Snow sports finally returned to Scotland’s slopes at the weekend as a few hundred hardy skiers and boarders packed onto the limited runs available.
The season has been very much stop-start so far – and in the case of Glenshee not even begun – with the relatively mild winter and gales hitting operators.
Until last week there had been so little snow on the hills that Scotland’s five ski resorts had managed only a couple of weekends of winter sports between them since November.
CairnGorm Mountain near Aviemore, Glencoe, Nevis Range in Lochaber and The Lecht in Aberdeenshire all however opened at the weekend for limited skiing and boarding.
Glenshee did not have enough snow for winter sports but offered sledging.
“It’s five degrees and pretty wet with little snow. We’re keeping our fingers crossed it will change,” said a spokeswoman for Glenshee.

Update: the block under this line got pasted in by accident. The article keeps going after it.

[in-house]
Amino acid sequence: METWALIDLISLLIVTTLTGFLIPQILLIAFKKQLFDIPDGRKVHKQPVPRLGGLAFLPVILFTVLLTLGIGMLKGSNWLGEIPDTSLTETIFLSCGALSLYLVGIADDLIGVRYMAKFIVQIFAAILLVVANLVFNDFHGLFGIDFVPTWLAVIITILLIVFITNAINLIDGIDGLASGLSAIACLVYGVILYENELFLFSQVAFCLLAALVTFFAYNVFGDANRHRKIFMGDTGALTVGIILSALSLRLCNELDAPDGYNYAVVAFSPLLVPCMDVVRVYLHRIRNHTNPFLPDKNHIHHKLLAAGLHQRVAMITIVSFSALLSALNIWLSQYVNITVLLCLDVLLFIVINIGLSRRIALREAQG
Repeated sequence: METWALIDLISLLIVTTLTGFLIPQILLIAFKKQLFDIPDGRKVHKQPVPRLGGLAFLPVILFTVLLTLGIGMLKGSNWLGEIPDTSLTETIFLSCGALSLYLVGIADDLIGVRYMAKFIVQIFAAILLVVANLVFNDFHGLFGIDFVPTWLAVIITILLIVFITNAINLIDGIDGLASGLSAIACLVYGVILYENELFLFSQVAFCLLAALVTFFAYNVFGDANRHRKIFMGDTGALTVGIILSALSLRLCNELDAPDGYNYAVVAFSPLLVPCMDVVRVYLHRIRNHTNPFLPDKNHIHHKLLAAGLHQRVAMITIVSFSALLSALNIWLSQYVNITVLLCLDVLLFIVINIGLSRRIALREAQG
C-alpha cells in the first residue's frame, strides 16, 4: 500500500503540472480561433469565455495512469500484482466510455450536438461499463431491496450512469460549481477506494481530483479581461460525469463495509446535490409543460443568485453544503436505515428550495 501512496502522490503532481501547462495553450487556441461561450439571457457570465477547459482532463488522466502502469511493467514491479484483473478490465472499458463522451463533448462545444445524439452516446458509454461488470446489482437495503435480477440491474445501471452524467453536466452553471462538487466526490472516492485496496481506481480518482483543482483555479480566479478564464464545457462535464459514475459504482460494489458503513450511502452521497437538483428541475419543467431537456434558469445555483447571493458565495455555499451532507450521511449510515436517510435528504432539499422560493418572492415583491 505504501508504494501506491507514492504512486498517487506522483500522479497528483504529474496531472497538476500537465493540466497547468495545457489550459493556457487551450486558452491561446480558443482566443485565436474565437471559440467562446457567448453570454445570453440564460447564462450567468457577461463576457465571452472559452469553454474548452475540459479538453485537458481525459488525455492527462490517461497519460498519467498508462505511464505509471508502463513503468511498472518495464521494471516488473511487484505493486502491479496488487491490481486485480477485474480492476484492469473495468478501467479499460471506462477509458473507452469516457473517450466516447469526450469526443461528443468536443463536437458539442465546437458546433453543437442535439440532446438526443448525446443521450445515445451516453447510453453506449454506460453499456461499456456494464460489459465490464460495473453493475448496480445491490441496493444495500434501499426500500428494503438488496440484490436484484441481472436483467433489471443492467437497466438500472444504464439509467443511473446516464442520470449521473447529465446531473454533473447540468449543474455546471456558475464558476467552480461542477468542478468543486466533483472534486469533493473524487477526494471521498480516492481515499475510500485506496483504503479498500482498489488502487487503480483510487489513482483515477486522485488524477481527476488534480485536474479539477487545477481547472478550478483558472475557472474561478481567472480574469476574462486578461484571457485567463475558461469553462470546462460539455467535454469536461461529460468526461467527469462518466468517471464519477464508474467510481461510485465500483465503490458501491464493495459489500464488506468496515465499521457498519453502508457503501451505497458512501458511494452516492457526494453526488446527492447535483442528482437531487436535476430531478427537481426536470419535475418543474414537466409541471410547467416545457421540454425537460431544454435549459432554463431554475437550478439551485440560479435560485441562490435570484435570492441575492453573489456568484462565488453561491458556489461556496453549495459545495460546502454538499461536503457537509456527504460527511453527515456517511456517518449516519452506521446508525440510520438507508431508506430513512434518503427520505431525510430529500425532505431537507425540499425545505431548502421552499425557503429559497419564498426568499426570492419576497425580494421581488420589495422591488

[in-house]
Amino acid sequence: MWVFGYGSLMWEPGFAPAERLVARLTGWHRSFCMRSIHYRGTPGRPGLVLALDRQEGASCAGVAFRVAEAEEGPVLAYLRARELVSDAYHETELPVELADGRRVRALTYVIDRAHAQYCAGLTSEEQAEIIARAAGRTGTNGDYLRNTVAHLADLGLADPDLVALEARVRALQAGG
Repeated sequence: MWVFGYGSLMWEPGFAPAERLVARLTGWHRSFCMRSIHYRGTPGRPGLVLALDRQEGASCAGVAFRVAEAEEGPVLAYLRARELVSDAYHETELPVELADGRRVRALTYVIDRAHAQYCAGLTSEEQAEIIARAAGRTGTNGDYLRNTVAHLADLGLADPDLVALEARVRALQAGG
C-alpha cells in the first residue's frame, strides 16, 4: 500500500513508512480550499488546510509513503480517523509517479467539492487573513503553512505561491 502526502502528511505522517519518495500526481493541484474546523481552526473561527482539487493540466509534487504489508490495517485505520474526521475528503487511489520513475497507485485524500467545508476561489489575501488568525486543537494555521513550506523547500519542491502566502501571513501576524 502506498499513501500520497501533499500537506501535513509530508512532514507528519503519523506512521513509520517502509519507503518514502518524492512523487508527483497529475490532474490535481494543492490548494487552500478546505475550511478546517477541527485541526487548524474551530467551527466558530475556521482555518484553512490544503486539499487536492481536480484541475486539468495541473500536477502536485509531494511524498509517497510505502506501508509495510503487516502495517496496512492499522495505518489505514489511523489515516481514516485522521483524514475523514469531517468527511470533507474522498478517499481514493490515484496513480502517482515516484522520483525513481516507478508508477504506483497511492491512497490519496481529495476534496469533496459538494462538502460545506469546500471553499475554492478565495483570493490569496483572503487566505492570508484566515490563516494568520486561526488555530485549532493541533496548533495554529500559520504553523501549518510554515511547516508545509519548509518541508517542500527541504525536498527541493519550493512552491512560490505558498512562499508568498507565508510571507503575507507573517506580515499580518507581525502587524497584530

The Lecht welcomed “a few hundred” enthusiasts but also said rising temperatures were making it a slushy season.
“The snow comes but then, soon after, so do rising temperatures,” said a spokeswoman. “The snow we had the other day was also stripped away by the wind. It’s a stop-start season and we’re just taking each day as it comes.”
Nevis Range said the lower runs have a thin layer of “skier packed powder on no base.” Glencoe was restricted to its Poma run.
CairnGorm Mountain had wet snow with drizzle and limited runs but was hoping for more snow and colder temperatures later in the week.
One skier to enjoy the misty slopes on Saturday was Jill Morrison, 20, from Nairn.
She said: “It was a bit frightening skiing in the mist to start with but once you got your bearings it was okay. The snow is actually in really good condition and the skiing was great.”
In one of the earliest starts to the season CairnGorm Mountain and The Lecht welcomed a limited number of enthusiasts in November only for warming temperatures and strong winds to call an early halt to fun on the slopes.
Despite the numbers using Scotland’s ski resorts going downhill last winter – almost 23,000 fewer hitting the slopes – the sport still generated £21million for the rural economy.